Morgan replied, “No, and it’s not a stereotypical type of masculinity either.” Besides Gould’s other idiosyncrasies, that non-stereotypical masculinity sets Gould’s Marlowe apart, from Bogart and Powell and the guy in the books.
Crime writer Megan Abbott argues that Chandler’s novels “speak to our current climate,” and in the alienated Marlowe, we can better “understand toxic white masculinity.”
If most noir novels foreground direct physical confrontations with the other – be it through sex or violence – Chandler’s exhibit a profound discomfort for body-to-body contact. Marlowe is nearly celibate, avoids carrying a gun. . . . His isolation from others is profound. Forever unattached and seemingly friendless, he feels increasingly out of place in a changing Los Angeles. By the later novels, he even relocates from downtown apartments to a rental home in the Hollywood Hills. . . . Alone, he broods, his loneliness curdling into resentment, even rage. His disaffection puts him on a continuum with Travis Bickle (Taxi Driver ) and other more dangerous self-imagined knights in urban wildernesses.9
Marlowe is implicated in Wade’s death, interrogated at the sheriff’s station and released. Chandler’s hard-bitten shamus claims to feel nothing, though it’s evident he’s feeling quite a lot.
When I got home I mixed a stiff one and stood by the open window in the living room and sipped it and listened to the groundswell of the traffic on Laurel Canyon Boulevard and looked at the glare of the big angry city hanging over the shoulder of the hills through which the boulevard had been cut. Far off the banshee wail of police or fire sirens rose and fell, never for very long completely silent. . . . Out there in the night of a thousand crimes people were dying, being maimed, cut by flying glass, crushed against steering wheels or under heavy tires. People were being beaten, robbed, strangled, raped, and murdered. People were hungry, sick; bored, desperate with loneliness or remorse or fear, angry, cruel, feverish, shaken by sobs. A city no worse than others, a city rich and vigorous and full of pride, a city lost and beaten and full of emptiness. . . . I didn’t care. I finished the drink and went to bed.10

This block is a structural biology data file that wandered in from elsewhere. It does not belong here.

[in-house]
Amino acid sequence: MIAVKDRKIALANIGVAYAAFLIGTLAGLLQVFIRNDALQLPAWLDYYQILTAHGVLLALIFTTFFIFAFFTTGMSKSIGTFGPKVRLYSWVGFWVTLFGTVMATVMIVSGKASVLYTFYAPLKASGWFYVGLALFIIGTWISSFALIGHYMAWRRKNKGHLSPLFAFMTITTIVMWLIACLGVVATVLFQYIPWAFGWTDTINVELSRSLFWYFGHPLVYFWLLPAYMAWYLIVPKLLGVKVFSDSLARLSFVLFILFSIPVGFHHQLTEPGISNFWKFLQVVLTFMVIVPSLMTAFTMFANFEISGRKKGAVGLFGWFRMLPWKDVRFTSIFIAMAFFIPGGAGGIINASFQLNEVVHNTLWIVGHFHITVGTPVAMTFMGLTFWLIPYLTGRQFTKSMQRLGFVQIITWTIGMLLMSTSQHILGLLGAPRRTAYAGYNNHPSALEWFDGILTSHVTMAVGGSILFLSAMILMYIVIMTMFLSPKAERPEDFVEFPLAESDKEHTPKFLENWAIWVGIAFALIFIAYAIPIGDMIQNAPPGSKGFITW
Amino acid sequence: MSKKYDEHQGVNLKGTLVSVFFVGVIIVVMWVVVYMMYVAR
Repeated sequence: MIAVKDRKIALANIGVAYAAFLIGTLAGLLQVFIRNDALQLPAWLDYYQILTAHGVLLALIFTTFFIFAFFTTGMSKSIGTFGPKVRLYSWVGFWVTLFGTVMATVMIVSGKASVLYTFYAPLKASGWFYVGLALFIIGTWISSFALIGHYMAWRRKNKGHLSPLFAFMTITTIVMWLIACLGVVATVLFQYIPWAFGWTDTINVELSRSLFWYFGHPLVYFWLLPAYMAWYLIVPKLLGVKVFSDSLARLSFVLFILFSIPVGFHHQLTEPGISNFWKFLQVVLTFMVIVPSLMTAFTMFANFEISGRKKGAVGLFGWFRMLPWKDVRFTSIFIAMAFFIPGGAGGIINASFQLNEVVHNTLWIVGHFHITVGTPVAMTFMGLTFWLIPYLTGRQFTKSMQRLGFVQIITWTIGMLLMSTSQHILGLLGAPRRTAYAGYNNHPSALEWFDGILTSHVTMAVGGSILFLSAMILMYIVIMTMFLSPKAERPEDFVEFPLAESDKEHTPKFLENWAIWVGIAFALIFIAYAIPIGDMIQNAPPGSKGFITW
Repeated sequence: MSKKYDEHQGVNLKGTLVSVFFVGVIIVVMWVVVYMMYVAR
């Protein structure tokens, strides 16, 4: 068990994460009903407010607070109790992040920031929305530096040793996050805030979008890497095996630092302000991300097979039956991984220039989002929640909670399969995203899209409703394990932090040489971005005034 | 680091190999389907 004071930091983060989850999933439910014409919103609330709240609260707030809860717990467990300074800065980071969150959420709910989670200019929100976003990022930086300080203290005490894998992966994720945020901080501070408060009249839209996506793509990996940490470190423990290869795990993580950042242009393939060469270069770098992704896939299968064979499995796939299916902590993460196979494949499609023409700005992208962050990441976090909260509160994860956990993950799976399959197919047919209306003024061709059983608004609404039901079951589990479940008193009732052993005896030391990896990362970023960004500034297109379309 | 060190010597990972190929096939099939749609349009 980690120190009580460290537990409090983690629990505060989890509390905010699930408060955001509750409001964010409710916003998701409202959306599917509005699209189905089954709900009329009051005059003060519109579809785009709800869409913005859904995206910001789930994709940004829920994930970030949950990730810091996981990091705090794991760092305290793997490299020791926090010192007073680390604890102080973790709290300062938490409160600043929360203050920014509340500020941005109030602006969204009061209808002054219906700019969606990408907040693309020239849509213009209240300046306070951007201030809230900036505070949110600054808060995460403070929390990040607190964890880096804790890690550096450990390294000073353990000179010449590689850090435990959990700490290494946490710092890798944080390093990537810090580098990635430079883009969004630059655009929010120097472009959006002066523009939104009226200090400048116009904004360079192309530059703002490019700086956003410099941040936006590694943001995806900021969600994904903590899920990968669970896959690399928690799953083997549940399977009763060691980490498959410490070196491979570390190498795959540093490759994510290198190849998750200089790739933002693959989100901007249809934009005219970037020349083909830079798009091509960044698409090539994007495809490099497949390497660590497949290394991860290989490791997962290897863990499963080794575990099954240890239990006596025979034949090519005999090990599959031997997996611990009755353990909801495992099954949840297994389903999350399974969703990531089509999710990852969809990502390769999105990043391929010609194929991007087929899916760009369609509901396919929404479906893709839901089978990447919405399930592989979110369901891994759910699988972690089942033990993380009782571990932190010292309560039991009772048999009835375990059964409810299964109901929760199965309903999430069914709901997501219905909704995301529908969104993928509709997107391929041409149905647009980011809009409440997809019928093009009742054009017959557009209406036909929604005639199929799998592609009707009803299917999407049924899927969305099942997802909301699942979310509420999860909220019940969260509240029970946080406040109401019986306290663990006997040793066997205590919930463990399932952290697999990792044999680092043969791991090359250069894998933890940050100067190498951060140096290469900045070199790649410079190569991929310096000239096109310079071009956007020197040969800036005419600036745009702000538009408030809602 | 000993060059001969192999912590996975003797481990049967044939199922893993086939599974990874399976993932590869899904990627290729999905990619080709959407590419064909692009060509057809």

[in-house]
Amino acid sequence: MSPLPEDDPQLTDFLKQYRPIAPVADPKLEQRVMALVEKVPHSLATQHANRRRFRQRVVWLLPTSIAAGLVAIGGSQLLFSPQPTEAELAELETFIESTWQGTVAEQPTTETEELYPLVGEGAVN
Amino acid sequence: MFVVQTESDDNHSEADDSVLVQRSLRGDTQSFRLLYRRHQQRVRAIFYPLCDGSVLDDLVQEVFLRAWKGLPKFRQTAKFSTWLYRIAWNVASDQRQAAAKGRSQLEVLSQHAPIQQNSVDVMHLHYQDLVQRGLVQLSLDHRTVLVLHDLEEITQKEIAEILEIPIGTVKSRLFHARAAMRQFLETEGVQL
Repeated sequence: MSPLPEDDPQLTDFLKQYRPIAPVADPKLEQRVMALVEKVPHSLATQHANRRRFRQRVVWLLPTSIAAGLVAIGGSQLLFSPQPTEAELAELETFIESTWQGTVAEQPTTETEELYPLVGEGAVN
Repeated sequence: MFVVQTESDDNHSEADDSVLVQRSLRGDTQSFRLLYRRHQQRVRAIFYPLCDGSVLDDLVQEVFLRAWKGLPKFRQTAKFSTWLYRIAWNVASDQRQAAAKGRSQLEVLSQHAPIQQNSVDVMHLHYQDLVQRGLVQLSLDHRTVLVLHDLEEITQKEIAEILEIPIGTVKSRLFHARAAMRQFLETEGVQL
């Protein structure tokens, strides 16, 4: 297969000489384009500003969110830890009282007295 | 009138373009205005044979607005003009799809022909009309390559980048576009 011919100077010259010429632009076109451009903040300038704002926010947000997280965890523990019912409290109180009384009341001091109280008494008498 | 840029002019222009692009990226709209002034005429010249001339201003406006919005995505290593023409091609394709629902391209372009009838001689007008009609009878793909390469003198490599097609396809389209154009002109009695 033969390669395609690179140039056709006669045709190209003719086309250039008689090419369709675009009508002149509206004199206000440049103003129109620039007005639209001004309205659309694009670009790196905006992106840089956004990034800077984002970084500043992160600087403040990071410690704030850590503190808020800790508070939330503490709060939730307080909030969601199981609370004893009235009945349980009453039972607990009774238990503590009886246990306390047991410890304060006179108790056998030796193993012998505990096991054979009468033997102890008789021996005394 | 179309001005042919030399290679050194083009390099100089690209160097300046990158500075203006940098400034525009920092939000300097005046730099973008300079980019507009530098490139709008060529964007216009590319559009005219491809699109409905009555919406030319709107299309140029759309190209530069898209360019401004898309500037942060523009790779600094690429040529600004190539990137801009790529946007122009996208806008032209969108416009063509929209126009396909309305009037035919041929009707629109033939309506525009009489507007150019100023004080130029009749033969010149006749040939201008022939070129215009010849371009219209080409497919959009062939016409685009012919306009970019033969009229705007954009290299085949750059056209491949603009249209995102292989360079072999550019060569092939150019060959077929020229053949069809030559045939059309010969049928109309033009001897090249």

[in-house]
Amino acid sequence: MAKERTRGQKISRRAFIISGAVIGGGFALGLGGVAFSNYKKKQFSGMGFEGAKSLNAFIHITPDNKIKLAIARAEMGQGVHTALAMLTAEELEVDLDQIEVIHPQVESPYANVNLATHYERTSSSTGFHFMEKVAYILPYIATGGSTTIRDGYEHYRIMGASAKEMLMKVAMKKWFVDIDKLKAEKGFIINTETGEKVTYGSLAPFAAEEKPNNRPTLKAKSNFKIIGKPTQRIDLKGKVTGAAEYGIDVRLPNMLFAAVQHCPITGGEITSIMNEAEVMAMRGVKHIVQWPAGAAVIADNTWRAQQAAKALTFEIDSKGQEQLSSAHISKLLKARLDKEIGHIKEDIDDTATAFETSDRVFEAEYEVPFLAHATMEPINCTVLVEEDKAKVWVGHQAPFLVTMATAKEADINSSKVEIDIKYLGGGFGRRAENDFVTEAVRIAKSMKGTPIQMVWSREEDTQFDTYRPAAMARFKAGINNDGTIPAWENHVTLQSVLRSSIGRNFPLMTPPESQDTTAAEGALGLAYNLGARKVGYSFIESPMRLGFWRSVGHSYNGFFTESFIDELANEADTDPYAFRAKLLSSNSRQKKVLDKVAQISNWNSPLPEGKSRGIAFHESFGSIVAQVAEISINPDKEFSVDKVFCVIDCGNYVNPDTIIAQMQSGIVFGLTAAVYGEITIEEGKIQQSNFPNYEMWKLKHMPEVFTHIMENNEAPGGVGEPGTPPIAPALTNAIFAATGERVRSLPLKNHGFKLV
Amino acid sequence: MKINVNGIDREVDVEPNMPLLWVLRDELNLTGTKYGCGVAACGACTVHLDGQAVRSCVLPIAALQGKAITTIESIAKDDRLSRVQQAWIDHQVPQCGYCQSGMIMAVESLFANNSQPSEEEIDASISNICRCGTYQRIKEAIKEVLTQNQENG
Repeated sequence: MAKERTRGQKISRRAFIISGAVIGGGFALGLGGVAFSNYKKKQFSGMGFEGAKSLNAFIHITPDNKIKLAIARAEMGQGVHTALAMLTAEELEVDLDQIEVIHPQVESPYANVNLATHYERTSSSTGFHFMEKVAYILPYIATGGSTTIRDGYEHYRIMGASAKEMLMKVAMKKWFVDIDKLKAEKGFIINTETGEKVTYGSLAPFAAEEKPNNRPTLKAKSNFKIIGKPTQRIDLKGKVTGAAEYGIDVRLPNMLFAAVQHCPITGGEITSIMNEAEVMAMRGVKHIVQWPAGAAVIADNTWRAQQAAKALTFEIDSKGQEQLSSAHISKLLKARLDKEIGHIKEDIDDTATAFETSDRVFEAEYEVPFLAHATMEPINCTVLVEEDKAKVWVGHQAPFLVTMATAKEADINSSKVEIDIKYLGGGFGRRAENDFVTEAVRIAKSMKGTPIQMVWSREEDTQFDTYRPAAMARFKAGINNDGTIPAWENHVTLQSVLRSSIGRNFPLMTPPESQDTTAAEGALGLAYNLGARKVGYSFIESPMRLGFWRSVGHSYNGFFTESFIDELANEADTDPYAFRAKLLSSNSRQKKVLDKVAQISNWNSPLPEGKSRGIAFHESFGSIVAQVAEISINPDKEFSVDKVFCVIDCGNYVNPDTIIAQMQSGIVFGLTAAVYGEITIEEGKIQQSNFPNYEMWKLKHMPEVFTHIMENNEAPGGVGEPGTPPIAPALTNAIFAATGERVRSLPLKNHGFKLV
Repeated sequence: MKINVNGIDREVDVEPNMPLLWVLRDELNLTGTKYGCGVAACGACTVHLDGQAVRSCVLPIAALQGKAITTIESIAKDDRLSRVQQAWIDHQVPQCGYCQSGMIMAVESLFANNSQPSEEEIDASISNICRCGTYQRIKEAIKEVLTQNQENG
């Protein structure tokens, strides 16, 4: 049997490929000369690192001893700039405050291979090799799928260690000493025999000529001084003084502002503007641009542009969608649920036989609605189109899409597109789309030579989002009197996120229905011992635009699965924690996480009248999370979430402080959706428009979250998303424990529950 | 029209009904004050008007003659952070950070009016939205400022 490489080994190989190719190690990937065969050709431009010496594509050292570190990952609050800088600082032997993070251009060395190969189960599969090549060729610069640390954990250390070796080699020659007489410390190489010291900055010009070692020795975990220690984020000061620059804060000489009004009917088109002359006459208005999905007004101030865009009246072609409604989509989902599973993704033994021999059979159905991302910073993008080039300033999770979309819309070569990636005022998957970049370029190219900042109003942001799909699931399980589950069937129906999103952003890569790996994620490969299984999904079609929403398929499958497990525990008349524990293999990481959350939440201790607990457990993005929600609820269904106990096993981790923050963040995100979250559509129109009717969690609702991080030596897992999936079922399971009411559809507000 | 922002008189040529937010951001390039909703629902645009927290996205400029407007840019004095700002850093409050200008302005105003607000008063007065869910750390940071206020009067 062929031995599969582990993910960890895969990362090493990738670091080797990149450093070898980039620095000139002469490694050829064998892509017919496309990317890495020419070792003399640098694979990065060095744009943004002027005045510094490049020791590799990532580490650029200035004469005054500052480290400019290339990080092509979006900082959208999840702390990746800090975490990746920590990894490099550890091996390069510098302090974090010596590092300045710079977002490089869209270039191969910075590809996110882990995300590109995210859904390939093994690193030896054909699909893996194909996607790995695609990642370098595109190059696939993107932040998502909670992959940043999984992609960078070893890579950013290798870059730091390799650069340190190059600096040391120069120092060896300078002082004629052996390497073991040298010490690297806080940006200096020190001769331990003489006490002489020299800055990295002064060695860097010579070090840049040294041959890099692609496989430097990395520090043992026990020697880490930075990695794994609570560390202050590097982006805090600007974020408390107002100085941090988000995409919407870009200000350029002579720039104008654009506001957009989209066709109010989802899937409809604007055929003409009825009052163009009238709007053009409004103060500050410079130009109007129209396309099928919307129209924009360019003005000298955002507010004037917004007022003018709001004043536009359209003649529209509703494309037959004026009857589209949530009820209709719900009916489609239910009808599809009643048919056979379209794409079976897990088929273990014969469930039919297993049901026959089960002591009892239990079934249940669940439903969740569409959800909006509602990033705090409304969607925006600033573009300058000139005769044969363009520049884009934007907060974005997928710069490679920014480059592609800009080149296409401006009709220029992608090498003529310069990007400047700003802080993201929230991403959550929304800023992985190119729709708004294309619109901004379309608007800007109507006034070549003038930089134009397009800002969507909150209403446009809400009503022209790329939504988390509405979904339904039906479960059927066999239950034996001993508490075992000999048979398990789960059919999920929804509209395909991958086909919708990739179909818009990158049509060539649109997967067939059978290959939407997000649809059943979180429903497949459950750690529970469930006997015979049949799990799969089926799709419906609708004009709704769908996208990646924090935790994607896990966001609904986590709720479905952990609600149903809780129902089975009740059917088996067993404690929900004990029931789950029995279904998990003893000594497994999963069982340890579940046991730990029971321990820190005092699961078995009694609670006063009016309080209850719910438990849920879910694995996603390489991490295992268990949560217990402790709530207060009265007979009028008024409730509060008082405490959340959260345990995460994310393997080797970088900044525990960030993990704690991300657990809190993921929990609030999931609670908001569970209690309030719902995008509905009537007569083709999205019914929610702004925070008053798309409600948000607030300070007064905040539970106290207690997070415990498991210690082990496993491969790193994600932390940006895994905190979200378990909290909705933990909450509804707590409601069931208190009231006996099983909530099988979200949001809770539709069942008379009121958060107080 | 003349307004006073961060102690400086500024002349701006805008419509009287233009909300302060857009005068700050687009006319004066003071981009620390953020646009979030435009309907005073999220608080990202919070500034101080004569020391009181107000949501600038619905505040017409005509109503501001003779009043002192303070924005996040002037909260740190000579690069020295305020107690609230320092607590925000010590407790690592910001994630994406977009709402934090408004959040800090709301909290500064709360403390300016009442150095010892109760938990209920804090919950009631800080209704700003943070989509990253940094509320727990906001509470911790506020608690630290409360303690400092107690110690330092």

* * *
Unless otherwise indicated, all images are screenshots from the DVD/Blu-ray.
- Raymond Chandler, The Long Goodbye (New York: Vintage Crime/Black Lizard Vintage Books, 1992), 3. [↩]
- 2016 TCM Classic Film Festival, The Long Goodbye post-screening interview of Elliott Gould by Ben Mankiewicz. [↩]
- “Leigh Brackett: A Terrific Writer Ahead of Her Time Just as She Was Ahead of Her Colleagues.” Cinephilia and Beyond.org. https://cinephiliabeyond.org/leigh-brackett-terrific-writer-ahead-time-just-ahead-colleagues/ [↩]
- Duke Haney, Death Valley Superstars (Los Angeles: Delancey Street Press, 2018), 16. [↩]
- Zyber, Joshua. “The Long Goodbye.” High-Def digest.com. https://bluray.highdefdigest.com/13003/thelonggoodbye.html [↩]
- Raymond Chandler, The Long Goodbye, 26. [↩]
- Castro, Danilo, “The Long Goodbye (1973),” Classic Movie Hub Blog, http://www.classicmoviehub.com/blog/film-noir-review-the-long-goodbye-1973/ [↩]
- Morgan, Kim. “Elliott Gould: The Long Goodbye.” Thenewbev.com http://thenewbev.com/blog/2019/01/elliott-gould-the-long-goodbye/ [↩]
- Abbott, Megan. “The Big Seep: Reading Raymond Chandler in the age of #MeToo.” slate.com. https://slate.com/culture/2018/07/raymond-chandler-in-the-age-of-metoo.html [↩]
- Raymond Chandler, The Long Goodbye, 273-274. [↩]